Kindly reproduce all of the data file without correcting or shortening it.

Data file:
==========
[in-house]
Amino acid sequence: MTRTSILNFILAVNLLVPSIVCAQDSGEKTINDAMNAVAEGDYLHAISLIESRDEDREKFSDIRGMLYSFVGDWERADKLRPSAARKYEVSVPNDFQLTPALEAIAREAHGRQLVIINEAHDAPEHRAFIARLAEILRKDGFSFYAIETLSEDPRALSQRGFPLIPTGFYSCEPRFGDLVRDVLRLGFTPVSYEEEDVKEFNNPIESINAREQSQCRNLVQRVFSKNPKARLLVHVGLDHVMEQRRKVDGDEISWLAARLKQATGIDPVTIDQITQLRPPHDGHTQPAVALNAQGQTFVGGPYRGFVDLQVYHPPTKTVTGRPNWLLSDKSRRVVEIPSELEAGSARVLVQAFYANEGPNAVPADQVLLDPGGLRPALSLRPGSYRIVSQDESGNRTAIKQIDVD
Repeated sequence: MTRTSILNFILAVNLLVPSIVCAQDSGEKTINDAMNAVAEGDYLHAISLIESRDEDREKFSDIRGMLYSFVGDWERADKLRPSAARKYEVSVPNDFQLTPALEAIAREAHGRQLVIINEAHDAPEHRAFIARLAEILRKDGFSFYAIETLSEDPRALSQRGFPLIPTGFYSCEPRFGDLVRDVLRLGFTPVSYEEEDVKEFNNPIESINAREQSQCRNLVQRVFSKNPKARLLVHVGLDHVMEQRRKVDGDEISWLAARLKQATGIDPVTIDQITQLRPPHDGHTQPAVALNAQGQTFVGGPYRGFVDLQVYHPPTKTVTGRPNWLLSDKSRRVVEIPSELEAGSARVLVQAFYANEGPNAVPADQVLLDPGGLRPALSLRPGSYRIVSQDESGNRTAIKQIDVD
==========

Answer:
[in-house]
Amino acid sequence: MTRTSILNFILAVNLLVPSIVCAQDSGEKTINDAMNAVAEGDYLHAISLIESRDEDREKFSDIRGMLYSFVGDWERADKLRPSAARKYEVSVPNDFQLTPALEAIAREAHGRQLVIINEAHDAPEHRAFIARLAEILRKDGFSFYAIETLSEDPRALSQRGFPLIPTGFYSCEPRFGDLVRDVLRLGFTPVSYEEEDVKEFNNPIESINAREQSQCRNLVQRVFSKNPKARLLVHVGLDHVMEQRRKVDGDEISWLAARLKQATGIDPVTIDQITQLRPPHDGHTQPAVALNAQGQTFVGGPYRGFVDLQVYHPPTKTVTGRPNWLLSDKSRRVVEIPSELEAGSARVLVQAFYANEGPNAVPADQVLLDPGGLRPALSLRPGSYRIVSQDESGNRTAIKQIDVD
Repeated sequence: MTRTSILNFILAVNLLVPSIVCAQDSGEKTINDAMNAVAEGDYLHAISLIESRDEDREKFSDIRGMLYSFVGDWERADKLRPSAARKYEVSVPNDFQLTPALEAIAREAHGRQLVIINEAHDAPEHRAFIARLAEILRKDGFSFYAIETLSEDPRALSQRGFPLIPTGFYSCEPRFGDLVRDVLRLGFTPVSYEEEDVKEFNNPIESINAREQSQCRNLVQRVFSKNPKARLLVHVGLDHVMEQRRKVDGDEISWLAARLKQATGIDPVTIDQITQLRPPHDGHTQPAVALNAQGQTFVGGPYRGFVDLQVYHPPTKTVTGRPNWLLSDKSRRVVEIPSELEAGSARVLVQAFYANEGPNAVPADQVLLDPGGLRPALSLRPGSYRIVSQDESGNRTAIKQIDVD